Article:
3. Knowledge: as we develop more breadth to our information base - giving us additional perspectives, we simultaneously begin the process of synthesis.  Some information may not fit with our admittedly malleable philosophies, and we quickly dispose of it.  Through this process, we begin to become knowledgable.  We develop a certain expertise.  Opinions are now predominantly our own, and are usually not borrowed from others.  Our outlines of our programs don’t change much from year to year; details often do, but our methods remain constant.  We don’t change guides half-way up the mountain.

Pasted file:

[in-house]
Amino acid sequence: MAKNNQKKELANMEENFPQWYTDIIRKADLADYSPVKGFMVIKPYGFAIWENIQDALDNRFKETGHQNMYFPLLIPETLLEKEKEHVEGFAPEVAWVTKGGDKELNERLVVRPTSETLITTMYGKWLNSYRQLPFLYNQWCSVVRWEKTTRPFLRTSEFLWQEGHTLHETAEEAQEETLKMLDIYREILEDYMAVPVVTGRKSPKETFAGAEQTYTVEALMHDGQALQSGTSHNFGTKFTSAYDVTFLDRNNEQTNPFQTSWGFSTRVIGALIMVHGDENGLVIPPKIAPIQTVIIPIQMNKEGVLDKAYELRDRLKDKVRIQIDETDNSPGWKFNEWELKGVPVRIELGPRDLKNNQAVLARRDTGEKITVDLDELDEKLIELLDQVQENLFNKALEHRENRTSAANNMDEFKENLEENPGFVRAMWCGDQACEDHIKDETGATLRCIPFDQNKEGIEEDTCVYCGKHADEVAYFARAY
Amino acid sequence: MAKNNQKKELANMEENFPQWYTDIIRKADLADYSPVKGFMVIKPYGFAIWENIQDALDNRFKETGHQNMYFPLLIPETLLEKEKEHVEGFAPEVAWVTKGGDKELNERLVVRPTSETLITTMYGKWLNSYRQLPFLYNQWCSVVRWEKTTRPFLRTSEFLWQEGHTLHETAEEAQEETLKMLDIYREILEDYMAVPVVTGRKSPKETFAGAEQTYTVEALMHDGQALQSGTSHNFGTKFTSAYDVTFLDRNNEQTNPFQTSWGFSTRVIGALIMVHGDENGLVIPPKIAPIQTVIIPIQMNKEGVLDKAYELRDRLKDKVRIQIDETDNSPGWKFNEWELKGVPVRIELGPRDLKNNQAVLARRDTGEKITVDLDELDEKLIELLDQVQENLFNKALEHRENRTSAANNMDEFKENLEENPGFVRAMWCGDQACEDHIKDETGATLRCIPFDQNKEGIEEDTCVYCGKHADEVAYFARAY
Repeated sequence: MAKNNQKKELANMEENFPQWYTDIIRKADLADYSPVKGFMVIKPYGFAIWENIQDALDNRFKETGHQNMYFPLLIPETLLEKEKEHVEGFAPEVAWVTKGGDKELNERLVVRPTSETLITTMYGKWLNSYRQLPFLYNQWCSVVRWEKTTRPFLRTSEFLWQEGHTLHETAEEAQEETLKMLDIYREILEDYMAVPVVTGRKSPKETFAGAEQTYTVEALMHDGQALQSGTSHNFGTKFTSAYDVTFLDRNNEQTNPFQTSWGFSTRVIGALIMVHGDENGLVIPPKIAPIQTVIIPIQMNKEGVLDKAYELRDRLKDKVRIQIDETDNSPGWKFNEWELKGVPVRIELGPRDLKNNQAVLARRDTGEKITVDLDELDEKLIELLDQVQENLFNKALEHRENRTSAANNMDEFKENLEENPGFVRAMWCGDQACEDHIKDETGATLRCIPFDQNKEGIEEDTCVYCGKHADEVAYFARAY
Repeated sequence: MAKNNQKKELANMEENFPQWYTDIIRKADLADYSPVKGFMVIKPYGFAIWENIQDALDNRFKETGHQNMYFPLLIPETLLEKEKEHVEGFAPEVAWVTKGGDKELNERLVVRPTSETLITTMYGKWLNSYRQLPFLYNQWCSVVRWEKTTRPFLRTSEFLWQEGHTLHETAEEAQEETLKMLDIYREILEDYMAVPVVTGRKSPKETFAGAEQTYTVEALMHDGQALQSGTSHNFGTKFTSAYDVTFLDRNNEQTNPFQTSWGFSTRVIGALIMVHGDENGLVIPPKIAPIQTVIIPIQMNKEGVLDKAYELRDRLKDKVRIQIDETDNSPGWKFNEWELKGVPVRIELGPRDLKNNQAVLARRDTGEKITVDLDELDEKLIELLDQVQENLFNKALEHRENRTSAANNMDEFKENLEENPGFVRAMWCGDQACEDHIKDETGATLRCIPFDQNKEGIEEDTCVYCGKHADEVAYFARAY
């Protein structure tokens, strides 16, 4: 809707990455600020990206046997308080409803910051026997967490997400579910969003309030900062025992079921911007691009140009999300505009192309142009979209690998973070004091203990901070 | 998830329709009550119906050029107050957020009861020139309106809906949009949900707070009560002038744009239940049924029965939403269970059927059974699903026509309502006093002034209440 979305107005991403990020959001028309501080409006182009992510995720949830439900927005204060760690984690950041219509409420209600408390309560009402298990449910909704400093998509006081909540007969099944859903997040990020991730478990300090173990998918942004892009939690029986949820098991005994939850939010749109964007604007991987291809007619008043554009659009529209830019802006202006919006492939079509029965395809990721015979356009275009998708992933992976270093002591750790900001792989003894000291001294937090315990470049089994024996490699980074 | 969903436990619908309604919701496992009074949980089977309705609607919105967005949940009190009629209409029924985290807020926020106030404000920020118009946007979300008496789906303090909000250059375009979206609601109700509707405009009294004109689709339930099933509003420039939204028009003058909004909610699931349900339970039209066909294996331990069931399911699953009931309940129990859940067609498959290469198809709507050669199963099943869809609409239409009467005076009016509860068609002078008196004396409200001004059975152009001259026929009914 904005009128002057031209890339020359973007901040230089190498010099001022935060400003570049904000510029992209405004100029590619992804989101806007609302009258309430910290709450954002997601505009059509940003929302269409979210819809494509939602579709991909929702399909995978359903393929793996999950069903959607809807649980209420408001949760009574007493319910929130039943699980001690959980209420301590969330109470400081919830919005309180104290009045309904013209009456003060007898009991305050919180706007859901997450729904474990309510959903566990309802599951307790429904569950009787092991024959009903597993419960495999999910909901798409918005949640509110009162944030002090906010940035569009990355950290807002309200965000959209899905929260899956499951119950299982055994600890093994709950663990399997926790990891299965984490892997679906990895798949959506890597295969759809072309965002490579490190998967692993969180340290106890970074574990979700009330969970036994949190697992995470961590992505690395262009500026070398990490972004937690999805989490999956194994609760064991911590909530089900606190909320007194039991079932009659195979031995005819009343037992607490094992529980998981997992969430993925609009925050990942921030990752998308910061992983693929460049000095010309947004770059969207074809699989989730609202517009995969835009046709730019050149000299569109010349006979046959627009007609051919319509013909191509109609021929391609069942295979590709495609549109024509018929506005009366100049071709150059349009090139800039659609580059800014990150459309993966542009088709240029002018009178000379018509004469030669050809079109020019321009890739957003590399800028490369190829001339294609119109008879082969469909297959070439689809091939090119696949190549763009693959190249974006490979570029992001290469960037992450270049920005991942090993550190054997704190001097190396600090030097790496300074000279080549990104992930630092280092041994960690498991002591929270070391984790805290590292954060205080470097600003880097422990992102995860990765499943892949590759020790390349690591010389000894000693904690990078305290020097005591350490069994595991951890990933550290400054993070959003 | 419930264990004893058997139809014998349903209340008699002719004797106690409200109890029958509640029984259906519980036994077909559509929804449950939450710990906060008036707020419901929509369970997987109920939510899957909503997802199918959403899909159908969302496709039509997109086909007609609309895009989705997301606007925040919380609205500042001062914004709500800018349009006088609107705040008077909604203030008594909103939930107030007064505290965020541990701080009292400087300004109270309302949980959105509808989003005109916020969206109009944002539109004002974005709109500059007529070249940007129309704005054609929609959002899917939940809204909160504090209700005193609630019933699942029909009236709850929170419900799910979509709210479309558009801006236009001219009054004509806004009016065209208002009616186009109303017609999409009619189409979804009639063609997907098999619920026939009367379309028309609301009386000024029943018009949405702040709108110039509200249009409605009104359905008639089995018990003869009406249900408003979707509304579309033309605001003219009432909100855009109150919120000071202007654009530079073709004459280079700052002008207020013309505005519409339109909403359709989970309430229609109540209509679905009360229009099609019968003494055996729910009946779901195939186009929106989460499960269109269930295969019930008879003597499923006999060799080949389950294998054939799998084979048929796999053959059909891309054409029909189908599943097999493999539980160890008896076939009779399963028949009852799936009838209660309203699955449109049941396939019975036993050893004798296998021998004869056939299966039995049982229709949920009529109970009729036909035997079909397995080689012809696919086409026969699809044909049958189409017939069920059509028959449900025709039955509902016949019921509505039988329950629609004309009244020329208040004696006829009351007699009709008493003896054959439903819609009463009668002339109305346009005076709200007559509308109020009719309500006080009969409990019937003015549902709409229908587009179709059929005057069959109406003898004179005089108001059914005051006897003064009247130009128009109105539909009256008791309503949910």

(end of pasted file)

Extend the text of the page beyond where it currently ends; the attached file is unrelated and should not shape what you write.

4. Wisdom: As we develop our information base; as we begin the process of information synthesis, we to continue to learn - but a majority of new information comes from subjects outside of our particular area of expertise - where we begin the four-step process again - just in a field that others may not see as necessarily related.  It is this ’lateral thinking’ that gives perspective and breadth to our knowledge, and it is when we begin to synthesize a variety of different subjects together where we develop true wisdom.  We began our careers, and our adult lives, as generalists - not having enough information to have specific opinions on any one topic, we form general opinions on many.  Throughout the course of the development of our philosophies, we became specialists - zeroing in on specific domains - what was important to us, and the impact it had on our lives.  Through this final process, we again become generalists - we acquire sufficient knowledge to be seen as ‘experts’ in a number of domains, and it is how we link these varying domains together that truly define our legacies.